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You remember what Jesus said at the end of that incident? He gave the scroll back to the assistant and then he sat down and all the eyes in the synagogue were fixed on him. Jesus said, "This day, this passage is fulfilled even as you listen." The reign of God (that's what Jesus is describing) is at hand ready to break forth. When we listen to Jesus and follow Jesus, that vision will come forth in its fullness. In the first lesson, Habakkuk reminded the people that it would take faith to make this happen, "The upright person will live by faith."

That's how the vision will be fulfilled -- when upright people live by faith. What does that mean -- faith? It doesn't mean giving ascent to doctrines. We do recite a creed at every Sunday liturgy, and we believe in this doctrine, that doctrine, one after the other, but that's not really what is meant by faith when Habakkuk talks about it or when Jesus talks about having this little faith as a mustard seed. No, the faith he's talking about is the faith of our relationship with God.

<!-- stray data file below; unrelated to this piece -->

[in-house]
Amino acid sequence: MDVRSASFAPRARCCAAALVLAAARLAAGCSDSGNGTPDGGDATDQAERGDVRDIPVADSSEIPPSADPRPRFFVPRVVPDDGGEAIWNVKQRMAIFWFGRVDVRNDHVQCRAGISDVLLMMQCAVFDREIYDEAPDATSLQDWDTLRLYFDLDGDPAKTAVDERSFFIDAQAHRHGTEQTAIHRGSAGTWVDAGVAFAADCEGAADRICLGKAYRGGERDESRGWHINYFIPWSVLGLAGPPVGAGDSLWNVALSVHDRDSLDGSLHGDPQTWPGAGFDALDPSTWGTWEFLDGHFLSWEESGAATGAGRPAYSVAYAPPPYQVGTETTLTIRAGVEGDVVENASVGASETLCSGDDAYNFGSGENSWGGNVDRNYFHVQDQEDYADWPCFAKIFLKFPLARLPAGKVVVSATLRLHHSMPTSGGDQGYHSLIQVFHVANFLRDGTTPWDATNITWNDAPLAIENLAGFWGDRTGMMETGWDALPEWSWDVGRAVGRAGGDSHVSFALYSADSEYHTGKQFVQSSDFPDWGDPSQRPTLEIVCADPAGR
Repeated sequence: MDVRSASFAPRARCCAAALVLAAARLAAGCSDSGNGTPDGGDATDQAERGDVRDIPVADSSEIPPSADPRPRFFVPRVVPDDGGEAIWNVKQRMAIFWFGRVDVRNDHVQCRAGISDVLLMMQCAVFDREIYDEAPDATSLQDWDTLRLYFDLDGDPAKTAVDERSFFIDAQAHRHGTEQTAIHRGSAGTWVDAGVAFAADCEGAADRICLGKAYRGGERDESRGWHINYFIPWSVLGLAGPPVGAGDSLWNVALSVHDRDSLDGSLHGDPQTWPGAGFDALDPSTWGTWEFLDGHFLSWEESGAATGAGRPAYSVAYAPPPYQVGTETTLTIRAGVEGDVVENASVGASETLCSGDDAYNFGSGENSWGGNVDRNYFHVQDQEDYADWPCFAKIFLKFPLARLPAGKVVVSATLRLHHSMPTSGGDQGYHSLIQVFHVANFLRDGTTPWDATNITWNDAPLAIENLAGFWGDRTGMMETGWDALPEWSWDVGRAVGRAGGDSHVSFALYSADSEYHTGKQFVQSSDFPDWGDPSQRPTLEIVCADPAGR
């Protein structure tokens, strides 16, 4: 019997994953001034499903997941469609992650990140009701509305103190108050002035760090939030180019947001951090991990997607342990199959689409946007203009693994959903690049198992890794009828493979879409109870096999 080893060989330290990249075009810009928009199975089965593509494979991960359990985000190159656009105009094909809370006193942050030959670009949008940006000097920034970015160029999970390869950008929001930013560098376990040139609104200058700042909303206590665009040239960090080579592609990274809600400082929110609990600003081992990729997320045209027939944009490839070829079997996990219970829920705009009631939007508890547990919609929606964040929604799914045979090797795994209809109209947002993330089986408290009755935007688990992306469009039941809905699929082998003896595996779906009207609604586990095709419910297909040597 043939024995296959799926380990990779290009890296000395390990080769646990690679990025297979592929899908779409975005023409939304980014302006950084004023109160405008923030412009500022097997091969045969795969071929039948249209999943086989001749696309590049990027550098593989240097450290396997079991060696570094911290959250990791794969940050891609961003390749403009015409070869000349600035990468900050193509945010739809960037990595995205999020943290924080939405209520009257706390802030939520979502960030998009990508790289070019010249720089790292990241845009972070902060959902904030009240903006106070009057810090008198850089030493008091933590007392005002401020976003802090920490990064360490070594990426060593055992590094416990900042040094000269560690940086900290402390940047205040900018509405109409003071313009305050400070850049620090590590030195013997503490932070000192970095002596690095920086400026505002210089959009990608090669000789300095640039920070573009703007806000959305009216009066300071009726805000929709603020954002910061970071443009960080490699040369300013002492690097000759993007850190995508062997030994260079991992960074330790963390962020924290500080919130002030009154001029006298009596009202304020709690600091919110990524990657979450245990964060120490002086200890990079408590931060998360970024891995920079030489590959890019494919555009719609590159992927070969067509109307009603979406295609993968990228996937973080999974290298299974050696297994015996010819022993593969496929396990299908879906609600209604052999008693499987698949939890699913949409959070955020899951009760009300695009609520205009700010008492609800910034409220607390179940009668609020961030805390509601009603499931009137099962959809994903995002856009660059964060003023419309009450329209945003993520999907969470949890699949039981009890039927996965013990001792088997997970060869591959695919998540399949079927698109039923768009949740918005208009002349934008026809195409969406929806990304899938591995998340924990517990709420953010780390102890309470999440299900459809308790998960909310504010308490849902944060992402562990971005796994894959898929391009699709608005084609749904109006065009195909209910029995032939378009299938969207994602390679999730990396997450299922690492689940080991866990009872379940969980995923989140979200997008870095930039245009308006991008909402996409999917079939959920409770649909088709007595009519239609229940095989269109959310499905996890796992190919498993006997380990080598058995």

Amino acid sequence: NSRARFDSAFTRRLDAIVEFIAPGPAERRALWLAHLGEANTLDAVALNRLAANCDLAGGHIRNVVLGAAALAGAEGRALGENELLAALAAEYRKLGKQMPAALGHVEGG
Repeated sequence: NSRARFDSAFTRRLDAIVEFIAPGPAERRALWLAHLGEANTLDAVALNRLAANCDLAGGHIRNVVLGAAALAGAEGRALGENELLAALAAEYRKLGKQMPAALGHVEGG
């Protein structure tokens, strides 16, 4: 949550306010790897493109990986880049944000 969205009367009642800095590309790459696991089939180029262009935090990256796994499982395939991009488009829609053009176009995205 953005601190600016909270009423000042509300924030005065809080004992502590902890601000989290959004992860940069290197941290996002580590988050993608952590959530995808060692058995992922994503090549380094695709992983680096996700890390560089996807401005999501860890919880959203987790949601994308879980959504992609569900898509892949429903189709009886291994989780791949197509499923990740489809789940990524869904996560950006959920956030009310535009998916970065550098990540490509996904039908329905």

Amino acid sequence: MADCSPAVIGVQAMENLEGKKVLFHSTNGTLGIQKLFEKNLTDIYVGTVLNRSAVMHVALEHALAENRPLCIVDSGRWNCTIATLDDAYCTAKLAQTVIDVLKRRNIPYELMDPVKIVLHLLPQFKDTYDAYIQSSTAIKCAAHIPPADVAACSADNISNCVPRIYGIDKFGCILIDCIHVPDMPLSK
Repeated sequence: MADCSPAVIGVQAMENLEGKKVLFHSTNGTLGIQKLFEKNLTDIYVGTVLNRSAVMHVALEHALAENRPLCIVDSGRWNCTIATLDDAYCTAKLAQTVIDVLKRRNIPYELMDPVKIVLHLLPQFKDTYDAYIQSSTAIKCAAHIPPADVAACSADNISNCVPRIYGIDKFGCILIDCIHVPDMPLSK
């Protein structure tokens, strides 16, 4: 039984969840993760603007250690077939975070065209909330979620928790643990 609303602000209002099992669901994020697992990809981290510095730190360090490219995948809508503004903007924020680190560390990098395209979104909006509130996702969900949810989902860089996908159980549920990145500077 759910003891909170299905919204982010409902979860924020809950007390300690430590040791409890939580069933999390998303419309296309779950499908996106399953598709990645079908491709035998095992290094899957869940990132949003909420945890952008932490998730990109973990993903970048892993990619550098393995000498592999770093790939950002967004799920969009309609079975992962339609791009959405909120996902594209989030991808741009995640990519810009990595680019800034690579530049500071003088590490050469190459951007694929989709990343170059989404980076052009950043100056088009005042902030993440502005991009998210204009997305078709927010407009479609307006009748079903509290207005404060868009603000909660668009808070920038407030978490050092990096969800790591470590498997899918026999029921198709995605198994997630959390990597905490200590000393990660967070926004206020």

That's what faith really is -- you and I and all of us connecting with God, developing a deep relationship so we hear God deeper in our hearts; we hear God speaking. We can take that vision of Jesus and make it our own. We want to follow him. That's faith. Like the first disciples, we have to say to Jesus, "Increase our faith." How do we do that? I think probably the best way is to simply make every time we celebrate a Eucharist, like this liturgy today, a time when we really try to deepen our faith, our relationship with God through Jesus.

Do you remember (we hear it every year, one of the Sundays after Easter) that event that took place on Easter Sunday night? Again, Luke describes it in his Gospel how two disciples have left Jerusalem and they're on their way back to their hometown about seven miles away. Along the way, somebody comes walking along with them, and they begin to carry on a conversation. They come to an inn and the disciples are going to go in.

The third person gives a signal that he's going to keep going. They invite him in, so he comes and they eat together. You remember in Luke's Gospel, he describes how during that meal this stranger who was walking along the road begins to interpret the Scriptures -- all those Scriptures that spoke about Jesus, he explains them, and then they break bread together. The Word and the breaking of bread -- that's our Eucharist.